Go Forth and Speculate!

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Although it was widely expected, it still is slightly disquieting to know that 'QE3' has just become 'QE4', with the total size of outright asset purchases per month henceforth running at a nearly 50% higher rate than 'QE2' had. Without a time limit to boot, although the FOMC did provide a sliver of 'guidance' as to what might provoke a tighter stance of policy. Naturally it is not yet known what other exigencies might present themselves should those targets ever be reached, so we should probably take these with a grain of salt.

Anyway, it was a loud and clear admonition to speculators to please stop ignoring all this free money they're showering us with and go out and buy risk already. After all, the announcement of 'QE3' turned out to be a damp squib: the stock and commodity markets topped out right with it. Readers may recall that we were scratching our head regarding the odd timing of that announcement, as it appeared to us that the planners were taking quite a risk (from their own point of view that is) by announcing 'QE3' with risk assets already overbought.  Judging from the market reaction to the announcement of 'QE4' on Wednesday, the effect of the money printing trick is getting ever more muted. This has a number of potential implications, such as the possibility  – regarded hitherto as unlikely – that the economy is in such bad shape that not even massive additions to free liquidity can lift the stock market anymore (judgment on that has to be reserved for now).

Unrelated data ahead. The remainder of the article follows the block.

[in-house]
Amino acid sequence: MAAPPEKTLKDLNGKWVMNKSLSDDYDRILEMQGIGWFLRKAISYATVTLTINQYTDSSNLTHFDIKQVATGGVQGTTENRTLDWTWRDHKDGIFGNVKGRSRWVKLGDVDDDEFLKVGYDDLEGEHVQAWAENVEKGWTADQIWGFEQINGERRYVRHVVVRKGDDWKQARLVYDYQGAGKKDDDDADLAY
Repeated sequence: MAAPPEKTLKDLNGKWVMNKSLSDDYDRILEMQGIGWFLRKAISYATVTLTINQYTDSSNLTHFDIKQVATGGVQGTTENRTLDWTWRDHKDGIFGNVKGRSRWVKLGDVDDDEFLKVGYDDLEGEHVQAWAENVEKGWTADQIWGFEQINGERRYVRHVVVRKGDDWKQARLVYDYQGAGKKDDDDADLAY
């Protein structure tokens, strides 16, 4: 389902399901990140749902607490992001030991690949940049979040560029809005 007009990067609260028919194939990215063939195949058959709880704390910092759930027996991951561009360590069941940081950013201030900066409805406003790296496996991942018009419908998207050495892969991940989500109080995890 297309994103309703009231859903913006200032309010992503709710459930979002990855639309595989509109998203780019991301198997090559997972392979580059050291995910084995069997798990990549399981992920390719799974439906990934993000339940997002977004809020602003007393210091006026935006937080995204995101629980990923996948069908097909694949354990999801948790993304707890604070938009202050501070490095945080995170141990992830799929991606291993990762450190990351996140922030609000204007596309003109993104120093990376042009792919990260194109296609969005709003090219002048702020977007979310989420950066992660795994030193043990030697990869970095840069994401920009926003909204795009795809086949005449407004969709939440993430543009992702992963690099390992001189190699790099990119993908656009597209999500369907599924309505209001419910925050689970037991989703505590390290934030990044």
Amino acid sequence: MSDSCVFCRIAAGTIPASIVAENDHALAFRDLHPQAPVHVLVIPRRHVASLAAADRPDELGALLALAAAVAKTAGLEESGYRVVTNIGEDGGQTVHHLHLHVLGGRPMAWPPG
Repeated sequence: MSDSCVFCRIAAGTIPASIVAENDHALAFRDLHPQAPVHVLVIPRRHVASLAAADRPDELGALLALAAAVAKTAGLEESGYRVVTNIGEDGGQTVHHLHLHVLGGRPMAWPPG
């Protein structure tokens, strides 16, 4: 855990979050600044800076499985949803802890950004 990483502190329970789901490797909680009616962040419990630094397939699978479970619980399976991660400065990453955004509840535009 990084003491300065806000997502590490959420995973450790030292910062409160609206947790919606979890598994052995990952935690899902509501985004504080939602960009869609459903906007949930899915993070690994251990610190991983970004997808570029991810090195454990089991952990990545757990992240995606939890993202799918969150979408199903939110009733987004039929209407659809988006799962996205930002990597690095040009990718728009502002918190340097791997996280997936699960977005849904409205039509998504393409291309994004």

Given that 'Operation Twist' is about to run out, it was already speculated (or let us better say 'pre-announced') in a Hilsenmegaphone shout in the WSJ that more money printing was definitely going to come down the pike, with only the precise timing (December or January meeting?) still slightly open to question. So the market could only have been surprised if they had done nothing.

As things stand, we did get a substantially reworded FOMC statement this time, as opposed to the collection of carbon copies that was circulated at almost every other occasion this year. In the main the rewording concerns technicalities – on the scope of the asset purchases and the 'economic goals' (such as an unemployment rate of 6.5%) that have to be achieved before a policy change will be contemplated.

The WSJ provides the always useful 'FOMC statement tracker' for interested Kremlinologists. We take a look at one of the more interesting quotes from it below (it is mainly 'interesting' in the Chinese curse sense as it were).

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